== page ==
For more than 50 years, Giulio Andreotti has been Italy’s most powerful, feared and enigmatic politician. And as he begins his seventh term as Prime Minister, he and his hardliner faction take control of a country reeling from the brazen murders of several high-level bankers, judges and journalists, as well as the kidnapping and assassination of former Prime Minister Aldo Moro. But as the Christian Democrat party crumbles in a nationwide bribery scandal, suspicion begins to fall on Andreotti himself as the center of a shocking conspiracy involving the Vatican, the Mafia and the secret neo-Fascist Masonic Lodge P2. In what is called The Trial Of The Century, Italy’s legendary Senator for Life will stand accused of corruption, collusion and murder.  That’s the story, a true one, but go for the filmmaking.  MUST SEE.

IL DIVO starts Friday at The Hollywood Theatre.  Check website for showtimes.

Still playing at The Hollywood, one of the most innovative and existential thrillers you’re likely to ever see, REVANCHE (Götz Spielmann, Austria, 2008) which was nominated for Best Foreign Film last year and won countless European awards.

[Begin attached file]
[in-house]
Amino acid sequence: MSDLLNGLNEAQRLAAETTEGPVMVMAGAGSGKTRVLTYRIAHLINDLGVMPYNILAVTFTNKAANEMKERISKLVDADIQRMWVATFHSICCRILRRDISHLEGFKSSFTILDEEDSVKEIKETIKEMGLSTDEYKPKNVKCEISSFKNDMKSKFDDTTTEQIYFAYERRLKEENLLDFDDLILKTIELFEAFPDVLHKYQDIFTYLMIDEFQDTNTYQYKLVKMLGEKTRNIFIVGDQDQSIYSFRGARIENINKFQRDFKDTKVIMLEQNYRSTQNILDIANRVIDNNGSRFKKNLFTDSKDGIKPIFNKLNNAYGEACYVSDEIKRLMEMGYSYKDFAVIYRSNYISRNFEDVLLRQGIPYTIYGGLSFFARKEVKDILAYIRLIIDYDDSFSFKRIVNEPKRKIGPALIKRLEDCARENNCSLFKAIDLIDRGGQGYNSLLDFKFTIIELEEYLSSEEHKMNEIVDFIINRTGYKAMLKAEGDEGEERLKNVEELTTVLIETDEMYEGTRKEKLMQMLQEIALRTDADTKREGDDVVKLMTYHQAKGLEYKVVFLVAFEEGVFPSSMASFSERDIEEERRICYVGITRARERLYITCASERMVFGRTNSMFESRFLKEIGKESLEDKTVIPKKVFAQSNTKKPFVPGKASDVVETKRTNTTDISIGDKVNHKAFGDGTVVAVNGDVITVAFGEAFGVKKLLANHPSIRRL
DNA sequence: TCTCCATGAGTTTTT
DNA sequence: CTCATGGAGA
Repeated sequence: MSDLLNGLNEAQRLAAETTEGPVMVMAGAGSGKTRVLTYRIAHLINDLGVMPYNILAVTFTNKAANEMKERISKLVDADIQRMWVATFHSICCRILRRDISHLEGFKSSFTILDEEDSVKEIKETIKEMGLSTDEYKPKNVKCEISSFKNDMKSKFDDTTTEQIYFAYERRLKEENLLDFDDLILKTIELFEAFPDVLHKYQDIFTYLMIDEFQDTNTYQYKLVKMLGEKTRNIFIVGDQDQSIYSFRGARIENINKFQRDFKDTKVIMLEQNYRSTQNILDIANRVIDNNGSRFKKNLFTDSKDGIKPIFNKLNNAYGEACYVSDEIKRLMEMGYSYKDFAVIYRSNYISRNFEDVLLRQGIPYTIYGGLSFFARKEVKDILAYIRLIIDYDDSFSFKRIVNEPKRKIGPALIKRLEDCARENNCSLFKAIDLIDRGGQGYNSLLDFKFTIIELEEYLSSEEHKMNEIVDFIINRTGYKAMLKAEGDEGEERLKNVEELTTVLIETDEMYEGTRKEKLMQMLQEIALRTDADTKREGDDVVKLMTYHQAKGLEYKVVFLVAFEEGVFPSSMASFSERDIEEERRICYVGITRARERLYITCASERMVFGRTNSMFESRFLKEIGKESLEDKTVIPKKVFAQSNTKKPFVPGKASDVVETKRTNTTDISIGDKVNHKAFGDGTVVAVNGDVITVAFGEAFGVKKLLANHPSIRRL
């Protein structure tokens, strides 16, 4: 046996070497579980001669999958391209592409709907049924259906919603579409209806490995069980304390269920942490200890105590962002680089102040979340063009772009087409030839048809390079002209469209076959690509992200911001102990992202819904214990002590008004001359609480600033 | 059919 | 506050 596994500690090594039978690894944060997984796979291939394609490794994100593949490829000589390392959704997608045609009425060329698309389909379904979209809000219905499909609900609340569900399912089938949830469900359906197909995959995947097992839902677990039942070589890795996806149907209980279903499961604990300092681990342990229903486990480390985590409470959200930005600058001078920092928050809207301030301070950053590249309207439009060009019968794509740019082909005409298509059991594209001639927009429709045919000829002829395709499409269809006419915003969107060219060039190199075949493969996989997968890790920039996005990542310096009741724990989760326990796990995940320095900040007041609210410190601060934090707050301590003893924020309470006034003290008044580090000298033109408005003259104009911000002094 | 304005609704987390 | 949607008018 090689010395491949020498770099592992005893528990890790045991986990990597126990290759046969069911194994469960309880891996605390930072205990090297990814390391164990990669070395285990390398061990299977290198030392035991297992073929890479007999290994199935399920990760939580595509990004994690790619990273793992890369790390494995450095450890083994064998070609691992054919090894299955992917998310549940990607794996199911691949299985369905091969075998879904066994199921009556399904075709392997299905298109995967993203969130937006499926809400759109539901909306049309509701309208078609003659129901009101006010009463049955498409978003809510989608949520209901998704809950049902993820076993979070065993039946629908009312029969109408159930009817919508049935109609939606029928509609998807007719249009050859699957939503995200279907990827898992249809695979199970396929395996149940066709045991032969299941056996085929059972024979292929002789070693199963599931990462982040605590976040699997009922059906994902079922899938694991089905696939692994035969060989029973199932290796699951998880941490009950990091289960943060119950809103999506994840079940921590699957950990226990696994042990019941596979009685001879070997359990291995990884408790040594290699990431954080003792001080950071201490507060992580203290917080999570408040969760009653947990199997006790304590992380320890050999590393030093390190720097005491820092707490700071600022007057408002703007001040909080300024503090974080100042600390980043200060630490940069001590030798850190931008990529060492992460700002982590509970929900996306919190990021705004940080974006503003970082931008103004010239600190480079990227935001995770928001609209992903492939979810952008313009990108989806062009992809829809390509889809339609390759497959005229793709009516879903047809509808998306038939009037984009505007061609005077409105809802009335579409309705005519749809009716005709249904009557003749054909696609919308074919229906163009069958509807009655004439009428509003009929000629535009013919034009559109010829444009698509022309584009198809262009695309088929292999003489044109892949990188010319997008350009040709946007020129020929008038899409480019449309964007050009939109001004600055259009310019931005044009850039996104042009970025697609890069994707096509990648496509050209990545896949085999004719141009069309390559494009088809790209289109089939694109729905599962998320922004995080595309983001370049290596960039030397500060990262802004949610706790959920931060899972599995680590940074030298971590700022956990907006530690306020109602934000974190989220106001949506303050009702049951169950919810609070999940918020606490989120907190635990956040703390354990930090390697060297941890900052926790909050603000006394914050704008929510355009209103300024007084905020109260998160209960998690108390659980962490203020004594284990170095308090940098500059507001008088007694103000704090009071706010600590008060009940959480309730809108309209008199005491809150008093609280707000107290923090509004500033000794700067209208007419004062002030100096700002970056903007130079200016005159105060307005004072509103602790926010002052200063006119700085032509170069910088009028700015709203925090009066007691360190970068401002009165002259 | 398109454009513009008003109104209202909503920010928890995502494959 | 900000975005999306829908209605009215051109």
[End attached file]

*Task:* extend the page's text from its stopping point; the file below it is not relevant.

revanche

At once  gripping and tragic of nearly Greek proportions, REVANCHE is the stunning international breakthrough debut from Austrian filmmaker Götz Spielmann. In a ragged section of Vienna, hardened ex-con Alex (the mesmerizing Johannes Krisch) works as an assistant in a brothel, where he falls for Ukrainian hooker Tamara (Irina Potapenko). Their desperate plans for escape unexpectedly intersect with the lives of a rural cop (Andreas Lust) and his seemingly content wife (Ursula Strauss). With meticulous, elegant direction, Spielmann creates a tense, surprising portrait of vengeance and redemption, and a journey into the darkest forest of human nature, in which violence and beauty exist side by side.  This is one of the best films of the year.